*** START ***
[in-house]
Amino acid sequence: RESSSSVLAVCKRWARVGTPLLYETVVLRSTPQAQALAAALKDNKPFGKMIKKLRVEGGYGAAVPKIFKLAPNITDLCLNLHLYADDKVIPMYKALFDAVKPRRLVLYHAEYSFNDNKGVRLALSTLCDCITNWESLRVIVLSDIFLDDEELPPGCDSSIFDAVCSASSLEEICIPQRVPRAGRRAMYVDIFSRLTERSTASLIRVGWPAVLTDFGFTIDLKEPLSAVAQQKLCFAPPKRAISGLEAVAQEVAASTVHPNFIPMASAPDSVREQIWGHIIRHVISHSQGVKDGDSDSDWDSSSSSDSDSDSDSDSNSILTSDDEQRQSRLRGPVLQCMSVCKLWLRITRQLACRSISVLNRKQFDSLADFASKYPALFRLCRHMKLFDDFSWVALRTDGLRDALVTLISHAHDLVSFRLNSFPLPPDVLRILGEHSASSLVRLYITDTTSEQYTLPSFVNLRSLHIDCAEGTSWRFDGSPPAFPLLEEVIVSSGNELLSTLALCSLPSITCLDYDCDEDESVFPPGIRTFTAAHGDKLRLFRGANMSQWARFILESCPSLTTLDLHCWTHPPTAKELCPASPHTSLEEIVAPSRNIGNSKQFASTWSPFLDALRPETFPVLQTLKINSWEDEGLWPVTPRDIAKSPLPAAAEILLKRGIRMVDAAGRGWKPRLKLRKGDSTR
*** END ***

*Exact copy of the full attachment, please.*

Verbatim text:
[in-house]
Amino acid sequence: RESSSSVLAVCKRWARVGTPLLYETVVLRSTPQAQALAAALKDNKPFGKMIKKLRVEGGYGAAVPKIFKLAPNITDLCLNLHLYADDKVIPMYKALFDAVKPRRLVLYHAEYSFNDNKGVRLALSTLCDCITNWESLRVIVLSDIFLDDEELPPGCDSSIFDAVCSASSLEEICIPQRVPRAGRRAMYVDIFSRLTERSTASLIRVGWPAVLTDFGFTIDLKEPLSAVAQQKLCFAPPKRAISGLEAVAQEVAASTVHPNFIPMASAPDSVREQIWGHIIRHVISHSQGVKDGDSDSDWDSSSSSDSDSDSDSDSNSILTSDDEQRQSRLRGPVLQCMSVCKLWLRITRQLACRSISVLNRKQFDSLADFASKYPALFRLCRHMKLFDDFSWVALRTDGLRDALVTLISHAHDLVSFRLNSFPLPPDVLRILGEHSASSLVRLYITDTTSEQYTLPSFVNLRSLHIDCAEGTSWRFDGSPPAFPLLEEVIVSSGNELLSTLALCSLPSITCLDYDCDEDESVFPPGIRTFTAAHGDKLRLFRGANMSQWARFILESCPSLTTLDLHCWTHPPTAKELCPASPHTSLEEIVAPSRNIGNSKQFASTWSPFLDALRPETFPVLQTLKINSWEDEGLWPVTPRDIAKSPLPAAAEILLKRGIRMVDAAGRGWKPRLKLRKGDSTR